When put in these terms, it looks like commuters lose a lot of hours and money by sitting in traffic. In addition to the time it should take to commute by car, drivers in Boston lose over 6 days to congestion and over $2,000 dollars. The cost for the city/region is huge when all the drivers are added together. In New York City, $11 billion lost!

On the other hand, people keep commuting. Why would they do this in light of these costs? The pull of the suburbs and locations away from their work is strong. Perhaps workers should be able to live near their work but a good number choose or are pushed to locations far from their jobs. And they might be willing to put up with these costs because the places where they live offer other good things (and measurable benefits). In American life, suburbs offer single-family homes, places for family life, and more. Losing 100+ hours in traffic each year in the biggest cities could be tolerable if it comes with a bigger, cheaper home in a well-regarded community.

In an ideal world, workplaces and communities that people want to live in and would thrive in would be located near each other. Sometimes they are but often they are not. In a country where Americans and their government have prioritized certain things – driving over mass transit throughout metropolitan regions, for example – even the hassles of commuting make some sense.

Prince Charles as New Urbanist?

With the British royals in the news lately, I encountered Prince Charles’ current project adding to a Cornish town:

Nansledan is an extension to the Cornish coastal town of Newquay on Duchy of Cornwall land that embodies the principles of architecture and urban planning championed by HRH The Prince of Wales.

The Prince has long been concerned with the quality of the natural and built environment, urging a return to sustainable human-scale development that is land-efficient, uses low-carbon materials and is less car dependant. His vision is to plan connected urban centres where mixed-income housing, shops, offices and leisure facilities combine so that daily needs can be met within walkable neighbourhoods.

Development should enhance the quality of life, strengthen the bonds of community and place, and give people a sense of pride in where they live. Buildings should look as if they belong in the landscape, drawing on regional traditional styles, where the use of local materials and craftsmanship is vital to the aesthetic and the local economy. Nansledan is all these things, embodying timeless principles that have created enduring communities the length and breadth of Britain.

And from an article written by the Prince of Wales in The Architectural Review:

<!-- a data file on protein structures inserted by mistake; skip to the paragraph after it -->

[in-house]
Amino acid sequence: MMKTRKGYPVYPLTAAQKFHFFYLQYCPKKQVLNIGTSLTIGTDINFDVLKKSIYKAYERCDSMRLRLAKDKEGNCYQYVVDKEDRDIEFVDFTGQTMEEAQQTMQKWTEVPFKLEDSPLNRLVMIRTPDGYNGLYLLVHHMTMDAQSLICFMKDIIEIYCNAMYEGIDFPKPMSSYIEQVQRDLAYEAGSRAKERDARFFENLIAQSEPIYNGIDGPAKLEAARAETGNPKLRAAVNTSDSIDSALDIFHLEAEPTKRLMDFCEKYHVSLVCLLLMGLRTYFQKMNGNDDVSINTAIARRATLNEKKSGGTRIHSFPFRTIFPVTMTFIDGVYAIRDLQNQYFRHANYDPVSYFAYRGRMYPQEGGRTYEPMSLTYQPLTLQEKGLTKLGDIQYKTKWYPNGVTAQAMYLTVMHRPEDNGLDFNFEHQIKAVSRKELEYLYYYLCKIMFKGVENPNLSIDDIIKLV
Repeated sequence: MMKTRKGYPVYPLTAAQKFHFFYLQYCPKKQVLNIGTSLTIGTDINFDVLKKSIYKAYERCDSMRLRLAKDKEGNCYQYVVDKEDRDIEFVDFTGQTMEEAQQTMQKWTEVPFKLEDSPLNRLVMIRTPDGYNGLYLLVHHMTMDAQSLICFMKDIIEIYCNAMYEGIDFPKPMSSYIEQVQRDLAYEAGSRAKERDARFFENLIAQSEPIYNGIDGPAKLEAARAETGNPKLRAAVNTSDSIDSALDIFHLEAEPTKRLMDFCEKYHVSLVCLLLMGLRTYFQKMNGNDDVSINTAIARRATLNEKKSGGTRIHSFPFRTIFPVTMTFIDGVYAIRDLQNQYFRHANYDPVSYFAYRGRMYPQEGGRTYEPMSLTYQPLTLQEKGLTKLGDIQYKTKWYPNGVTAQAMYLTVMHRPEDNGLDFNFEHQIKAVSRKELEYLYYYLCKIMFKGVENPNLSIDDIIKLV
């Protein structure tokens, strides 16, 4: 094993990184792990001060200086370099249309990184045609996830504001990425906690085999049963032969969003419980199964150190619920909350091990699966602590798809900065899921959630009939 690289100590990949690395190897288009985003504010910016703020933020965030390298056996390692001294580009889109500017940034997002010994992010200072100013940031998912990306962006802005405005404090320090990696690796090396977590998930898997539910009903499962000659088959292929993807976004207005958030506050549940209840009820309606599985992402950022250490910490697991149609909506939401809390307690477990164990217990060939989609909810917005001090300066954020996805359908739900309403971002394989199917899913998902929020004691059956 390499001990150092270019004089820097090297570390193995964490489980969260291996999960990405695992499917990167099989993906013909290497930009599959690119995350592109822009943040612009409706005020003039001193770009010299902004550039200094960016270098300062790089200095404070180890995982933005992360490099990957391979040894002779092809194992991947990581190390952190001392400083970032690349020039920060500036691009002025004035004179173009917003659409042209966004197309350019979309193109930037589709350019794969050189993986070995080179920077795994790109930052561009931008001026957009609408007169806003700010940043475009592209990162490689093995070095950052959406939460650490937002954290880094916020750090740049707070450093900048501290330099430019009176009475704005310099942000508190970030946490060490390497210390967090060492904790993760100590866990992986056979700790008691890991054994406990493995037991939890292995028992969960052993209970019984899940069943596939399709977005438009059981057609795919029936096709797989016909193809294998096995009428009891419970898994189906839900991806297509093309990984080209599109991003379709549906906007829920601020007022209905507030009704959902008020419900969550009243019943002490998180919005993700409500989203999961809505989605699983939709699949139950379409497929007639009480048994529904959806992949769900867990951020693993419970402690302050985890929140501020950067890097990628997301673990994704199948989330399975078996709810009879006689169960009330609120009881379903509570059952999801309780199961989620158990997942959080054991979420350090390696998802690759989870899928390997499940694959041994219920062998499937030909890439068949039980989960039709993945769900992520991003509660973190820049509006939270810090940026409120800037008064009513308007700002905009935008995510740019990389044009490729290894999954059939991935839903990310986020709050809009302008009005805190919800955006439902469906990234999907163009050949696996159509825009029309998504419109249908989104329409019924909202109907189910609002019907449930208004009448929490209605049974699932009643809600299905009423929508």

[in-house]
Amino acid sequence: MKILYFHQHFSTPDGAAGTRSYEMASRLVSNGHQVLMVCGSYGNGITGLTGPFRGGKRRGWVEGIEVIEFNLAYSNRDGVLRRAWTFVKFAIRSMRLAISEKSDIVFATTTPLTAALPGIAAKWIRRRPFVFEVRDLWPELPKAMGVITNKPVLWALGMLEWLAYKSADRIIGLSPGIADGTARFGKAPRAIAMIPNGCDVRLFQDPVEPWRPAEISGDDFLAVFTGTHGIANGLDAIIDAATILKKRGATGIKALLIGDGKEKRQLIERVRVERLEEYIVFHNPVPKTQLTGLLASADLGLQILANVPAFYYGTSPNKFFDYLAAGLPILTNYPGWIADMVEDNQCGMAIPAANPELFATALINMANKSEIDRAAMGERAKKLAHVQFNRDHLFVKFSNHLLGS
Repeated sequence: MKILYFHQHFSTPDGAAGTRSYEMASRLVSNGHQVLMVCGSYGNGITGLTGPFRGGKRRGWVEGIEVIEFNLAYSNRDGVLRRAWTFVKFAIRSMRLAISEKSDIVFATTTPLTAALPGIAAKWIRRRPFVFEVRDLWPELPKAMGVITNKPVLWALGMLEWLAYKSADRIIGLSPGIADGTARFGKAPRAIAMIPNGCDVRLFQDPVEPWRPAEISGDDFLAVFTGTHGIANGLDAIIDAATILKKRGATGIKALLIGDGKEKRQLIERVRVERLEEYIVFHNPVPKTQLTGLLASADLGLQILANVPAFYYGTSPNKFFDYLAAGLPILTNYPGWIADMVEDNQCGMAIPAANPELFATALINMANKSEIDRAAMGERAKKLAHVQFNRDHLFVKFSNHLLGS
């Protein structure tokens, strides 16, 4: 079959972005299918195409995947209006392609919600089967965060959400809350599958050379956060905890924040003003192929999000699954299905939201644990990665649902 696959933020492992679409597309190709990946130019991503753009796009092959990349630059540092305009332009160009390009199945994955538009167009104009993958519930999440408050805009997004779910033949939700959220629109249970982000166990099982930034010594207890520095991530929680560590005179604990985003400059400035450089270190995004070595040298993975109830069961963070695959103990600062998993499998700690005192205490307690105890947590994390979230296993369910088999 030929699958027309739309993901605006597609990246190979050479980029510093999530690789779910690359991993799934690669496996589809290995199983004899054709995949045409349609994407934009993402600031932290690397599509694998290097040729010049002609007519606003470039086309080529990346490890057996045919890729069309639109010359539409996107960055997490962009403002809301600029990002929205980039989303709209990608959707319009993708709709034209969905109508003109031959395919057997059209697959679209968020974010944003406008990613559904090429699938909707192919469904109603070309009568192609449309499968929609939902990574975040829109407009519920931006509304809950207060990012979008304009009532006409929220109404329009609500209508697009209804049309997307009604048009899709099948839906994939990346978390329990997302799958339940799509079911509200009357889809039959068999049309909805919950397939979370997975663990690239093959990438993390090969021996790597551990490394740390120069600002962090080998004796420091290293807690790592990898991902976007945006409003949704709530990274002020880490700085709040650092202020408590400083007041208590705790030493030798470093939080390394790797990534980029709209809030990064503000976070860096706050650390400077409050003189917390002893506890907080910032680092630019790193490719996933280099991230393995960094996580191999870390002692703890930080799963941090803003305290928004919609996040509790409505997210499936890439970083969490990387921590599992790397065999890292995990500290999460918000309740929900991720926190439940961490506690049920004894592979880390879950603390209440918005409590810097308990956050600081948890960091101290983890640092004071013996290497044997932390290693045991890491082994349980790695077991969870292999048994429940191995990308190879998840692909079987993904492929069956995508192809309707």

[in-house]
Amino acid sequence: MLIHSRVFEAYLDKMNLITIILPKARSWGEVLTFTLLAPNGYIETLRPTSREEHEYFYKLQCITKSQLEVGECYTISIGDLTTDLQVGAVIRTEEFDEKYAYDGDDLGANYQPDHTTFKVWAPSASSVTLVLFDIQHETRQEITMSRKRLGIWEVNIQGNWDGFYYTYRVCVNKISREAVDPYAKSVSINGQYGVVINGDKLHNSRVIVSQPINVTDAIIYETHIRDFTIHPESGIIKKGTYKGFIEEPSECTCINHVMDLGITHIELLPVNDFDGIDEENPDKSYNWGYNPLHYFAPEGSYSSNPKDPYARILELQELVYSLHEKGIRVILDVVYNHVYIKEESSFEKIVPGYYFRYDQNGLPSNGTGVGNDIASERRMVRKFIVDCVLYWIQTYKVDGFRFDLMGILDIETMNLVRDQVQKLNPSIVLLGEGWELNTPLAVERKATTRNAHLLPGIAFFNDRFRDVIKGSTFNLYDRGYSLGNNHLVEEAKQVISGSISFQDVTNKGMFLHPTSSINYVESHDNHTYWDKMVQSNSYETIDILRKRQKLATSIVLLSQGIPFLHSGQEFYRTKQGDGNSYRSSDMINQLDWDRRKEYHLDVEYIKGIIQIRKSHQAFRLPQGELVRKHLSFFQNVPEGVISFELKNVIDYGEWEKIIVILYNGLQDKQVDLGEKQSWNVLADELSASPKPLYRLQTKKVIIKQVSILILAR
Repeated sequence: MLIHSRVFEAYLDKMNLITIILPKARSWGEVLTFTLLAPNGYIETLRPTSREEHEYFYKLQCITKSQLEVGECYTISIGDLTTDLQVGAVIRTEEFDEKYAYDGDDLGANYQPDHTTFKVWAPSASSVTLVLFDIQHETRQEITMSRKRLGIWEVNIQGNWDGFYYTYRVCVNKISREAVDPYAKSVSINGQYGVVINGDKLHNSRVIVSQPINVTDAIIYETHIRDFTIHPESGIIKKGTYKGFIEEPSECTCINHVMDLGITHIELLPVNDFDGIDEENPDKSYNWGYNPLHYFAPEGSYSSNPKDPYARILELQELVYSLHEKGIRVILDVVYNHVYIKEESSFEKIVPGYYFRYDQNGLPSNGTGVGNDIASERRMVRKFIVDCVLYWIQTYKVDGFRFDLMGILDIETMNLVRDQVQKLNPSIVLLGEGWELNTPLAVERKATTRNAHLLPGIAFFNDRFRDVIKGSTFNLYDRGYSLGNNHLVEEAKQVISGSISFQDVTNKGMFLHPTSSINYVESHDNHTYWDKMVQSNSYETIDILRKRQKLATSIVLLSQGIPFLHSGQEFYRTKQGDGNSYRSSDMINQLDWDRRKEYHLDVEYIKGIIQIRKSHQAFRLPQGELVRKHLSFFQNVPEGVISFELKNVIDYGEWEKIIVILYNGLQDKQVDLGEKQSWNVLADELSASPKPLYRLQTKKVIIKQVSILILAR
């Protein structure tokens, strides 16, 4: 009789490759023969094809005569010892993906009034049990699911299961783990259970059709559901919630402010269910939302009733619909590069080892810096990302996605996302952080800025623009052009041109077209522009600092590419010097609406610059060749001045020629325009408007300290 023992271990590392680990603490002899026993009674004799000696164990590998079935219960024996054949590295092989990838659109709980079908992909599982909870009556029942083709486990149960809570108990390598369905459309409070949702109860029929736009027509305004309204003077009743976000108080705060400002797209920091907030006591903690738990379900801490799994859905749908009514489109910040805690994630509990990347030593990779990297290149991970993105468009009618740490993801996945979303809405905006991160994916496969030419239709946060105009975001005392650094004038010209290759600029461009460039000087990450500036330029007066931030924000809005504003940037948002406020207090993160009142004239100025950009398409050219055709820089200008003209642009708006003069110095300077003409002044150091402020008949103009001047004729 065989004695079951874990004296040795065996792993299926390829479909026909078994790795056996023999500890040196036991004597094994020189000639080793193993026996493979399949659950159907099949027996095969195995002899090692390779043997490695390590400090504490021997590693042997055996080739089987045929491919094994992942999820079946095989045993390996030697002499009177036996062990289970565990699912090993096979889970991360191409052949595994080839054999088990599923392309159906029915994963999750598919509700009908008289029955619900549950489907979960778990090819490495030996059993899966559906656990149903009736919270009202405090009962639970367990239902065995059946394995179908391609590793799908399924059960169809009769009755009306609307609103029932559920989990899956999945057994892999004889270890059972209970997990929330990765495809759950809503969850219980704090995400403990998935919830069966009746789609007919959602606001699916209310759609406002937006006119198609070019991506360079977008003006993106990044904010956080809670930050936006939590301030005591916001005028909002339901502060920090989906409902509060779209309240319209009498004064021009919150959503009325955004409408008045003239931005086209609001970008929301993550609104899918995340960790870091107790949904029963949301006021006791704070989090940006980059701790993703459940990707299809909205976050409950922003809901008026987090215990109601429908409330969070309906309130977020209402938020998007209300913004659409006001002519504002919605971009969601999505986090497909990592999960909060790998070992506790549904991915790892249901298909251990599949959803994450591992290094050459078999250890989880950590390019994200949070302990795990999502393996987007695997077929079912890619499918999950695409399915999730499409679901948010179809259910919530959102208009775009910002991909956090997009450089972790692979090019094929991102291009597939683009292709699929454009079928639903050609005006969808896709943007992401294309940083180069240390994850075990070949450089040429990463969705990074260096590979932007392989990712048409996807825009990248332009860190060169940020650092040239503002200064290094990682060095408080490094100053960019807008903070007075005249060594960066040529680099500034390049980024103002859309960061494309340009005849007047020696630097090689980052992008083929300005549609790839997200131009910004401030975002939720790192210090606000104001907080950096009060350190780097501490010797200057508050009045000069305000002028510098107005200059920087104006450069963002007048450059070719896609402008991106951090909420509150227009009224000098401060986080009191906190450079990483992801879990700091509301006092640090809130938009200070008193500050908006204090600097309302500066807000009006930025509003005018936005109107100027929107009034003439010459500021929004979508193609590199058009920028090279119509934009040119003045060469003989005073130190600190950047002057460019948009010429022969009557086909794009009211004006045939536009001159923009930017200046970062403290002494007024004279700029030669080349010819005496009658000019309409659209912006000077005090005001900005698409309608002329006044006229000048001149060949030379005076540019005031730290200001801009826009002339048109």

As traditional thinking teaches, basing designs on the timeless universal principles expressed by Nature’s order enables the full scope of our humanity to be fulfilled, on the physical, communal, cultural and spiritual levels.

What has concerned me about the design and planning of so many modern built environments during the greater part of the 20th century is that these four interconnecting levels have been completely abandoned and ignored, to the extent that their rediscovery is seen as an exciting revelation. Emphasis has been placed purely on the functional with no integrated understanding of how the order of Nature informs the well-being of people. Hence, towns have been systematically broken down into zones with shopping and commercial zones sitting separately from the housing zones they serve, many of which look exactly the same, being made of the same industrialized materials wherever in the country they are built. And, with business parks and leisure centres built on urban fringes, the entire system only functions because of the car. The opportunities for fragmentation and isolation are everywhere.

Three quick thoughts:

  1. New Urbanism or related principles have their boosters but few would able to compete with the fame of Prince Charles. At the same time, I have never seen Prince Charles officially linked to New Urbanism, which I have mainly viewed as an American movement led by architects.
  2. I do not know if New Urbanists would view themselves this way but it seems like advocating for traditional town design is truly a conservative effort. The pitch goes like this: people over the centuries figured out principles for planning communities at a human scale that worked. With industrialization, urbanization, and the spread of the automobile, we lost sight of the value of this knowledge. If the conservative movement at its best is holding onto to valuable knowledge and traditions from the past, this could be an example through calling people back to older methods.